By Ruairí McKiernan, who is a social campaigner, founder of SpunOut.ie, member of the Council of State, and host of the Love and Courage podcast. www.loveandcourage.org 

In a fascinating new interview, Kerryman Eamon Stack ex former priest, Garvaghy Rd peace activist and social entrepreneur reveals how he changed course to found Europe’s largest IT charity consultancy, Enclude.

Eamon Stack is a former Jesuit priest from Tralee, Co. Kerry who has worked tirelessly for peace and justice work in Ireland and overseas. He is also the founder of Enclude, the largest IT charity consultancy in Europe.

In a deeply personal and revealing interview on my Love and Courage podcast, Eamon talks about his early interest in social justice, his passion for technology as a tool for change, and the adventurous life he has lived so far, which includes serving as a priest on the Garvaghy Road in Portadown during the height of the troubles, and helping to lead the Make Poverty History movement in 2005, bringing over 20,000 people together to march for economic justice.

Eamon’s father, Austin Stack (a former Kerry County Council Manager) was the founding father of Kerry Airport, and on leaving school in rural Kerry, Eamon followed in the family’s enterprising footsteps, going to Dublin to study Computer Engineering at Trinity College with two other local lads. When he arrived, though, he found himself shocked by the divisions he saw in the inner city.

“I was appalled to find myself there, as a young, privileged student, only hundreds of meters from people who were chronically poor. Like, a poor you would have expected in the so called Third World – but you were seeing it in Dublin.”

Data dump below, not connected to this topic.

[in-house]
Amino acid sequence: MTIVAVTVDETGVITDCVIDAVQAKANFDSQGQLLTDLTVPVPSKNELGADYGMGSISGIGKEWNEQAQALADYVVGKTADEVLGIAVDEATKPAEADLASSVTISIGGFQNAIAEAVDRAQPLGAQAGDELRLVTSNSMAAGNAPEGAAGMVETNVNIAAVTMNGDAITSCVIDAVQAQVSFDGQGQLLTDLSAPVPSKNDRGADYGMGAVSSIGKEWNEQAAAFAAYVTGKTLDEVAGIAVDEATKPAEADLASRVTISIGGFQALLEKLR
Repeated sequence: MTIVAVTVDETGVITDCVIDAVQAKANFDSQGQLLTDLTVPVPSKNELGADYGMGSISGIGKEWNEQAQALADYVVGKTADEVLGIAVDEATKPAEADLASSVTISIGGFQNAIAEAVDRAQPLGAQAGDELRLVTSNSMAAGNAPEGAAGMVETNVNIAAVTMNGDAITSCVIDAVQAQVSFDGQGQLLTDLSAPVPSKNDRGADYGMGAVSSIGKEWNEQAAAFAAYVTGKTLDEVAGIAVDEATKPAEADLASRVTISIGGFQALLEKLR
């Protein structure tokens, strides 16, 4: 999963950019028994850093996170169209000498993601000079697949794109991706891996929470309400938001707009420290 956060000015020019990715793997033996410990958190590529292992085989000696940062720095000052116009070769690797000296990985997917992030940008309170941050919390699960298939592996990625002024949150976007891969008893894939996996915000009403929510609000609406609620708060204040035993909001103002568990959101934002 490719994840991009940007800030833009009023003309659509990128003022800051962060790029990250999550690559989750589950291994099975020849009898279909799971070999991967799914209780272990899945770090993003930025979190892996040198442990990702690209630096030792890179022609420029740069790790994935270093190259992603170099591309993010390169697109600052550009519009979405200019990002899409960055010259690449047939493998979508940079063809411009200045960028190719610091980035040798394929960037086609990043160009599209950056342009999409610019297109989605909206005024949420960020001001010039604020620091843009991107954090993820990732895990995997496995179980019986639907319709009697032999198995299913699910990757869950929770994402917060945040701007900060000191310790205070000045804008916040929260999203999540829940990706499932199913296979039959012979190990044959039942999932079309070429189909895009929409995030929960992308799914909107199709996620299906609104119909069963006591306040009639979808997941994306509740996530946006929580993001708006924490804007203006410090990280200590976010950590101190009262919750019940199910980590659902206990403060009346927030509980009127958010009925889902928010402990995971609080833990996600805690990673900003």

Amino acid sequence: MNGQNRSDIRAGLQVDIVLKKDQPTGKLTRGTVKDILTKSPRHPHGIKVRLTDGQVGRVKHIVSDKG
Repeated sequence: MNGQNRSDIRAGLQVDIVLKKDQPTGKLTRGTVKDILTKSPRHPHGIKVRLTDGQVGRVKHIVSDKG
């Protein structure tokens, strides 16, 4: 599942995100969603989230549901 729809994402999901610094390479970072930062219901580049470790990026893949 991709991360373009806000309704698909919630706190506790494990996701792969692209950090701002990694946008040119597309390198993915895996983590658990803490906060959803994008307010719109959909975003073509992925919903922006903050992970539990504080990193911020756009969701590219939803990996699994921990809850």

This experience led him to get involved with the St. Vincent DePaul Society and deepended his commitment to solving some of the social problems he was witnessing.

“I found the message most coherent in the Jesuits, at the time. Particularly Peter McVerry, who is still a very inspiring figure. So, I was drawn towards the Jesuits, and I joined in ’83.”

After a full decade of training, Eamon was sent on his first full-time posting in 1993, to the Jesuit community in Portadown. There he worked in community development as part of the Drumcree Community Centre on the Garvaghy Road, where the annual Orange parades through his new community posed particular problems.

The parades and the controversy surrounding them were to take Eamon, who was by then approaching his mid thirties, right to the heart of a story that was to make global headlines. In 2005, with the situation on a knife-edge, Eamon supported the community to show peaceful resistance to the Orange marches, including with a powerful sit-down protest. It was after this protest that Ian Paisly and David Trimble marched hand-in-hand into Portadown.

“There was a very serious stand-off in Drumcree – there was massive rallies of up to 20,000 people on a hill about 2 miles away from where we were. Eventually mediators were brought in. And we figured that there was serious danger of loss of life, so we decided to step off the road that year. So, that was a very difficult decision for the Catholic community – but there was unity in that. And we just got off the road, and stood with our backs to the Orangemen as they silently walked down the road early one morning.”

“There was an extraordinary moment from 2007, where we couldn’t go to Mass ourselves. So, you had this extraordinary, ironic situation: in order to facilitate the Orangemen to go to a church service at the end of our estate, and walk through the middle of it, they had banned us from going to Mass. So, we held mass in front of the British personnel carriers – and it was a good moment of protest, of simple protest.”